For those neo-soul fans, specifically the 2000s era, you’ll be familiar with India Arie’s popular hit, I am not my hair. Aside from being a cool karaoke song, it uses the connotation of black hair to address socially constructed forms of racism which portray black women in a problematic way. We’ve heard it all before, the stereotypic dialogues used when referring to black hair:
“Afro kinky hair is ugly”
“Dreadlocks smell like weed”
“Natural hair is unprofessional”.
As Arie puts it, “bad hair means you look like a slave”, in this case referring to the historical context of black people as slaves. Unfortunately, the correlation between bad hair and black people has echoed through time and has reached today’s “progressive” society. All these negative references regarding afro textured hair have led black women, including myself, to perceive their identity through a Eurocentric lens which consequently facilitates the culture of skin bleaching and hair relaxing. These biased ideas of beauty have consciously led artists like Arie to create music that calls out for help, that tells people “I am not your expectation” based on certain perceptions of ‘her’ appearance (‘her’ representing the black woman) and to just look at the “soul that lives within”. At who the person is regardless of the colour of their skin.
As a black Kenyan woman approaching my mid-20s, currently living in Kenya, but have spent 14 years in total living in the UK, I have constantly battled with these questions:
How do I define who I am? Is it by what society sees me as? If not, how do I succeed in portraying my own identity without the influence of others? Or is this even possible? We do not live in an isolated society so how can someone else’s opinion about me not matter?
Of course it is easy to say, “who cares what other people think? You create who you are”, and that is true but by embracing that notion you have to accept a certain kind of privilege that already exists. A certain kind of privilege that allows you to happily exist without the care of others. The privilege of self-confidence, the privilege of speaking your own truth, the privilege of fighting against the tide of society and the privilege of acknowledging that identity is fluid; who you are today does not necessarily have to be the person you were yesterday. However, it is difficult to live in your own truth when you are both female and black because we have to fight an identity already given to us by society who have their own predetermined notions of blackness. Even before we say ‘hello’.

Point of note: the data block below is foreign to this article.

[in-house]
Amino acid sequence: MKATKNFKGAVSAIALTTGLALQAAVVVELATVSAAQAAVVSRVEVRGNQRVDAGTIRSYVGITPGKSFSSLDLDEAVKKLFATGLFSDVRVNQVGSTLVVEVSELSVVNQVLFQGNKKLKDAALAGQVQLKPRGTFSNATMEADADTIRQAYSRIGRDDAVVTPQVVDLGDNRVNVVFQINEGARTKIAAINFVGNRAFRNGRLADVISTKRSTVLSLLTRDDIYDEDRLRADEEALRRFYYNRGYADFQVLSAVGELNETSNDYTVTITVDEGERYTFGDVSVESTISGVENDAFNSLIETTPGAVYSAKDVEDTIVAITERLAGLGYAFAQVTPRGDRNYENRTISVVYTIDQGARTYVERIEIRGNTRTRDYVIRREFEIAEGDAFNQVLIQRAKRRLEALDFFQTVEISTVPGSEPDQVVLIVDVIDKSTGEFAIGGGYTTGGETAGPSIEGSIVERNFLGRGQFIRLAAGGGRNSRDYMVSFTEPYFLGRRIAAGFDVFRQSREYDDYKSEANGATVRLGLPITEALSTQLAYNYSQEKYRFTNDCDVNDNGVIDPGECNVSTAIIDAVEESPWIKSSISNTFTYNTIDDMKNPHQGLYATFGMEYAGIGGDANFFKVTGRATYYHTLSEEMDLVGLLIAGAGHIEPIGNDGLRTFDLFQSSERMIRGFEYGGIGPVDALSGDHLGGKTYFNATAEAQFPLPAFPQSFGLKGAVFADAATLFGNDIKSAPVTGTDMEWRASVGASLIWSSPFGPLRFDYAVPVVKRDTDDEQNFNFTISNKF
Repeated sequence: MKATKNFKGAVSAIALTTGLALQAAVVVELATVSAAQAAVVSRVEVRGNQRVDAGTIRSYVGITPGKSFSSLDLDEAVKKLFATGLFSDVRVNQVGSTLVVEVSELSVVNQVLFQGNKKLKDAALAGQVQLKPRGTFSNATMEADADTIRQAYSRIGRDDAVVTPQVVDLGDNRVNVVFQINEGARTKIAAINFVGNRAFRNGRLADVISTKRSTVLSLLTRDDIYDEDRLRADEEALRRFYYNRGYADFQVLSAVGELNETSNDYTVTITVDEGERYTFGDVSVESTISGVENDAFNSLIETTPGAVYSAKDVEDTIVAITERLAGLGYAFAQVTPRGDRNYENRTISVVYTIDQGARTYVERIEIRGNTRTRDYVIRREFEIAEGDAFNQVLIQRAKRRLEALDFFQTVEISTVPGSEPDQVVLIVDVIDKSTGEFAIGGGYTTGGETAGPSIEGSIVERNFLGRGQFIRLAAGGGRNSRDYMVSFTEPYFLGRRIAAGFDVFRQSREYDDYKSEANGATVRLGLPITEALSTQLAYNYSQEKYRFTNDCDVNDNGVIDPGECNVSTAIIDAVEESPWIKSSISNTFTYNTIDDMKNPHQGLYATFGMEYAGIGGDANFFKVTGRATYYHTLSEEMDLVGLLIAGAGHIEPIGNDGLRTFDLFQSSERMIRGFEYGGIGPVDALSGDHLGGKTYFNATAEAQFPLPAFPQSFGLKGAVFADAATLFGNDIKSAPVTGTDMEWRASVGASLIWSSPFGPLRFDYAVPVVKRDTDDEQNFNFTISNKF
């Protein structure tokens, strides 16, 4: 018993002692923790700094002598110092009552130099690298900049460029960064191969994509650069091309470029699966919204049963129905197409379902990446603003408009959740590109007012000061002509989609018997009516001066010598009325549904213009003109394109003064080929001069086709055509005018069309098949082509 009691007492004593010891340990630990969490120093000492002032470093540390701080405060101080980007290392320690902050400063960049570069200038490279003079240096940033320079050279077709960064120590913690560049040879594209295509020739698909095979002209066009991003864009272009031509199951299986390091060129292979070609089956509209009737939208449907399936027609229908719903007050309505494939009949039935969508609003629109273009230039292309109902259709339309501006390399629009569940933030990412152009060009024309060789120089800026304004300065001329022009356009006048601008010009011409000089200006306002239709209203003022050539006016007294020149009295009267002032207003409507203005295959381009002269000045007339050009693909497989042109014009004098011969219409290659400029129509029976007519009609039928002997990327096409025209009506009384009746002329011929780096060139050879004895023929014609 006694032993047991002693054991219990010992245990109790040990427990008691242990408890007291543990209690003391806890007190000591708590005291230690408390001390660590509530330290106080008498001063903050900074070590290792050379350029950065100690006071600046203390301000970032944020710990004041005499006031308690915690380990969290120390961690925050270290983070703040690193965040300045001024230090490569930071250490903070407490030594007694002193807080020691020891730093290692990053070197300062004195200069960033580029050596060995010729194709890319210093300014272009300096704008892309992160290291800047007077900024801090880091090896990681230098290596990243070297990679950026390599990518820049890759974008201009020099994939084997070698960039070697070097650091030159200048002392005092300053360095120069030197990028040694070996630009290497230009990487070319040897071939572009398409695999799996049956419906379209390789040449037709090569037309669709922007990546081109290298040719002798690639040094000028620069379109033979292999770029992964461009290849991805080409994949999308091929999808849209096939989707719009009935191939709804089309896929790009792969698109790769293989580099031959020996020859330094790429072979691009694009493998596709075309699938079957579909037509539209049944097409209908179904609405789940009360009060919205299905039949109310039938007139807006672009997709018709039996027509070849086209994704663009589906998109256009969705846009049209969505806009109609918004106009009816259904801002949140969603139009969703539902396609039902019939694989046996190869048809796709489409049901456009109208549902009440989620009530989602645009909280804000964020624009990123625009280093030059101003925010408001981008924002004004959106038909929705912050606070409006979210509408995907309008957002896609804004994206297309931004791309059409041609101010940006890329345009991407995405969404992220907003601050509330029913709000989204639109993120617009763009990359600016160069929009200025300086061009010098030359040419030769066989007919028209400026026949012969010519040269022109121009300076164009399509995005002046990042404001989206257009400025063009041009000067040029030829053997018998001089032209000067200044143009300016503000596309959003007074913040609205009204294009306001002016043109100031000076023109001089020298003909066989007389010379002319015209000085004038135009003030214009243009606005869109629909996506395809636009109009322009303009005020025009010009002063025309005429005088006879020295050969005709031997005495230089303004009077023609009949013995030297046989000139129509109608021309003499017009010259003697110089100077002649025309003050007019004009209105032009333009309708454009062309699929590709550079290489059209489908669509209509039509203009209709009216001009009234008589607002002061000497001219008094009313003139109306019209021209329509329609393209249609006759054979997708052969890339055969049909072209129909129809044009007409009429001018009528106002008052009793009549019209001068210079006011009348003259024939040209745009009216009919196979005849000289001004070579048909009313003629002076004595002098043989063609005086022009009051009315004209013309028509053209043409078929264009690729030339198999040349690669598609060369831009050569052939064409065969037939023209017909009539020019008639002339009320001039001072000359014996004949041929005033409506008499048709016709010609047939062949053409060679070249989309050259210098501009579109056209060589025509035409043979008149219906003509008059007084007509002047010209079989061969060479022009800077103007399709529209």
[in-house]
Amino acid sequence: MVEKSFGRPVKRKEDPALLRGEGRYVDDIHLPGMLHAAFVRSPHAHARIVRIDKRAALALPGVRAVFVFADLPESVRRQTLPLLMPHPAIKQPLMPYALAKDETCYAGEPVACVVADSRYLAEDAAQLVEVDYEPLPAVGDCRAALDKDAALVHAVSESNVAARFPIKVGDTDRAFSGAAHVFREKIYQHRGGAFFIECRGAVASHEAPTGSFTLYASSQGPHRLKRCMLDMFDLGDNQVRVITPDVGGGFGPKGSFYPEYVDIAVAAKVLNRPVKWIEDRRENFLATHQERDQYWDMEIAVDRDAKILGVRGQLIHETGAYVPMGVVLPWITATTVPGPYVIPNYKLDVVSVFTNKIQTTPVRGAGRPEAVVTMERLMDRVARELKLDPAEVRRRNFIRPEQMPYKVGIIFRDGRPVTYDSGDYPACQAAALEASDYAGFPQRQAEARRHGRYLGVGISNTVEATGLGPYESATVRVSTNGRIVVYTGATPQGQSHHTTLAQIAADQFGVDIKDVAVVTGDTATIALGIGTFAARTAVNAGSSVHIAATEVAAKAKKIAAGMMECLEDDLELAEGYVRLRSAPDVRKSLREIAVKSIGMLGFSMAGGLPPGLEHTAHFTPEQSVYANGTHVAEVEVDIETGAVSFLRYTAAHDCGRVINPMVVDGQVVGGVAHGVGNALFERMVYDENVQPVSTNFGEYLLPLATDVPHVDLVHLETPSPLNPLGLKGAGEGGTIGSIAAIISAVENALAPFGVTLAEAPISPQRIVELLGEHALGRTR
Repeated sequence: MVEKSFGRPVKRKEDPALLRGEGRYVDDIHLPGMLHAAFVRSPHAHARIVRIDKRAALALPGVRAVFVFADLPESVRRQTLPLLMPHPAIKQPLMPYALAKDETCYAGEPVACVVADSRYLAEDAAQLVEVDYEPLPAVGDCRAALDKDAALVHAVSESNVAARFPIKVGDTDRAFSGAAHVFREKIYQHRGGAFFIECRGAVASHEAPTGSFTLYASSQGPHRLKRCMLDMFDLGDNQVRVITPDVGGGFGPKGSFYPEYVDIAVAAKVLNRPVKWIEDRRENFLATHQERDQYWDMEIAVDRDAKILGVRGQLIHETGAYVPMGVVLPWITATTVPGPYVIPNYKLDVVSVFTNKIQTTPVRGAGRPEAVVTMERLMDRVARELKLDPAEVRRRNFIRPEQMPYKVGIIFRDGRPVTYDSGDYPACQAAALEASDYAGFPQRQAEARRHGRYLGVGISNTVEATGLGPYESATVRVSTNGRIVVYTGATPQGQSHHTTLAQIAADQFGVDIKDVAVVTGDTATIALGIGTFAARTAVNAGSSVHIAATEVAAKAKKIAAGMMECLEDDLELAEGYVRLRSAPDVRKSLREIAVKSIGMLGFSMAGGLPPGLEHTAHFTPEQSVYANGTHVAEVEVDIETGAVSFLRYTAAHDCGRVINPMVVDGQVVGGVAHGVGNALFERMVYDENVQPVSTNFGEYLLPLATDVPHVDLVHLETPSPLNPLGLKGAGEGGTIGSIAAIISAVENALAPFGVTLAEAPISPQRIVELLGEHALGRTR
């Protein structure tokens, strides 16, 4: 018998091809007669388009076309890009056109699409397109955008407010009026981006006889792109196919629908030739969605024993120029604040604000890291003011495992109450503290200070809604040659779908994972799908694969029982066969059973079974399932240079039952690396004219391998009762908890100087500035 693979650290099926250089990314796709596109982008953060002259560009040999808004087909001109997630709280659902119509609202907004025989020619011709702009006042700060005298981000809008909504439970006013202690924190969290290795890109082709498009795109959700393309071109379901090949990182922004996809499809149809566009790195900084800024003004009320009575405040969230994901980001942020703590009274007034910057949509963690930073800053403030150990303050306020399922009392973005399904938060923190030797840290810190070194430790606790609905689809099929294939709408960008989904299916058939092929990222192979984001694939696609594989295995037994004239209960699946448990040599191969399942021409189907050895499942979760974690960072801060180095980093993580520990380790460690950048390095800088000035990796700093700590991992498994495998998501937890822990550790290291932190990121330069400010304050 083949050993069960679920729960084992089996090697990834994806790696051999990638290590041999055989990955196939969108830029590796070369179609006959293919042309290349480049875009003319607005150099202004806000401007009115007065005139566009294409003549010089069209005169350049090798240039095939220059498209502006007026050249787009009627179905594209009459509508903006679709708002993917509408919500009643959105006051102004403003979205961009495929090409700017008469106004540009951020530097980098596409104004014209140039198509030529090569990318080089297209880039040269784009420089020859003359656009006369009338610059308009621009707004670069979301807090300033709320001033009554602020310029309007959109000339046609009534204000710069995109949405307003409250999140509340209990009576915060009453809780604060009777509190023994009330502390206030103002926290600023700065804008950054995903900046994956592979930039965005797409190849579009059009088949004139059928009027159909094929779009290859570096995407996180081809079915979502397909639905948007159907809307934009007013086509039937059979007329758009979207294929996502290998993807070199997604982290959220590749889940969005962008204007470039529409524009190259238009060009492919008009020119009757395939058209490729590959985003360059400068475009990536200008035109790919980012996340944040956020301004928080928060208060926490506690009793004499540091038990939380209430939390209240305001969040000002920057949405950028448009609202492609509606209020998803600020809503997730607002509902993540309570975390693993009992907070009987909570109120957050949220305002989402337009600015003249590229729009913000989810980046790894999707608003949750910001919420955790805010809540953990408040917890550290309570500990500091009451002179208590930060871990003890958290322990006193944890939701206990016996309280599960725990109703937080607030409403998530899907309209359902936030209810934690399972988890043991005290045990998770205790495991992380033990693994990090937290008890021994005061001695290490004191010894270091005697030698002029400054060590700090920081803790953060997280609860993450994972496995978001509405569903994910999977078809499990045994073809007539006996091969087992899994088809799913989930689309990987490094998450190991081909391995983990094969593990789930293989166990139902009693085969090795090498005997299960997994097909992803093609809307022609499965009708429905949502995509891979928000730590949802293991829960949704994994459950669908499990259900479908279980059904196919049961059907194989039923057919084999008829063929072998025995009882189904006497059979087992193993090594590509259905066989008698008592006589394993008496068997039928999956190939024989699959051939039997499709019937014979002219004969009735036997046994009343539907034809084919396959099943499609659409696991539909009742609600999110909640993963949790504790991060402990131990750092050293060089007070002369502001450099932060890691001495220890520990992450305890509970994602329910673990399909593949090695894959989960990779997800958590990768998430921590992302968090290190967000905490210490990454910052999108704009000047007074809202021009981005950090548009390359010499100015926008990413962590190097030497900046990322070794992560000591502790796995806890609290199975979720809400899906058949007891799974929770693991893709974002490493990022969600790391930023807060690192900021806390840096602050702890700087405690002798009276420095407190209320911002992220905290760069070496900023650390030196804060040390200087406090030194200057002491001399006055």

The last time I relaxed my hair was when I was 20 years old and for 12 years, I practiced this on a regular basis. I grew up believing that straight hair is more beautiful, easier to handle, and sadly, more professional. As my relaxed hair started growing out and my natural hair took over (by this time I had graduated with my Bachelor’s degree and was looking for work), I heard comments like, “no one will take you seriously with hair like that” and “when are you going to relax your hair again, it was smarter that way”. This hindered my confidence when entering the corporate job market in London because I feared my hair would replace my CV. But as I grew into the person I am today, fully embracing my natural hair (which wasn’t intentional, I had always planned on relaxing my hair again but never really got back into it), I have realized the role my hair plays in forming my identity. Afro hair is:
Strong, resilient, diverse, bold and also sensitive. It redefines mainstream beauty and shouts ‘wow’. It draws positive attention and attracts anyone that comes across it.
So yes, I am my hair, if it means carrying all these qualities then I reject India Arie’s cry but instead, embrace it with confidence. My hair represents its historic narrative, how I am perceived and what other people like me go through. My hair means breaking through stereotypes and creating my own identity. No I am not saying that my hair makes up my whole being but it is an inherent part of my individuality. It is how others see me as black and most importantly, how I see myself as a black woman in today’s world. One thing I do agree with in the song is that “it’s time for us to redefine who we are” and we are all those positive qualities plus more. As we are currently in an era where conventional ideas of beauty are being challenged, may black women around the world shout out and say ‘I am my hair’.